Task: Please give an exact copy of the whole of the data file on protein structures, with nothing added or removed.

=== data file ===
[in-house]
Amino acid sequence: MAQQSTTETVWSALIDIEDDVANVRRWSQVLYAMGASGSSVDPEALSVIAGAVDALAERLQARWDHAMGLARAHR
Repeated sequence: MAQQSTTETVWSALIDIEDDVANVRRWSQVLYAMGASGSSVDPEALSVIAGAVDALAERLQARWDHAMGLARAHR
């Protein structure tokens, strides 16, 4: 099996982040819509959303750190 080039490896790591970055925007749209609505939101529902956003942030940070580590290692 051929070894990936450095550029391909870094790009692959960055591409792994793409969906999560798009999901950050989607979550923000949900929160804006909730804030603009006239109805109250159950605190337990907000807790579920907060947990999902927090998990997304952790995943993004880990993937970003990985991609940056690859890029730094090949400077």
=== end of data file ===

[in-house]
Amino acid sequence: MAQQSTTETVWSALIDIEDDVANVRRWSQVLYAMGASGSSVDPEALSVIAGAVDALAERLQARWDHAMGLARAHR
Repeated sequence: MAQQSTTETVWSALIDIEDDVANVRRWSQVLYAMGASGSSVDPEALSVIAGAVDALAERLQARWDHAMGLARAHR
């Protein structure tokens, strides 16, 4: 099996982040819509959303750190 080039490896790591970055925007749209609505939101529902956003942030940070580590290692 051929070894990936450095550029391909870094790009692959960055591409792994793409969906999560798009999901950050989607979550923000949900929160804006909730804030603009006239109805109250159950605190337990907000807790579920907060947990999902927090998990997304952790995943993004880990993937970003990985991609940056690859890029730094090949400077």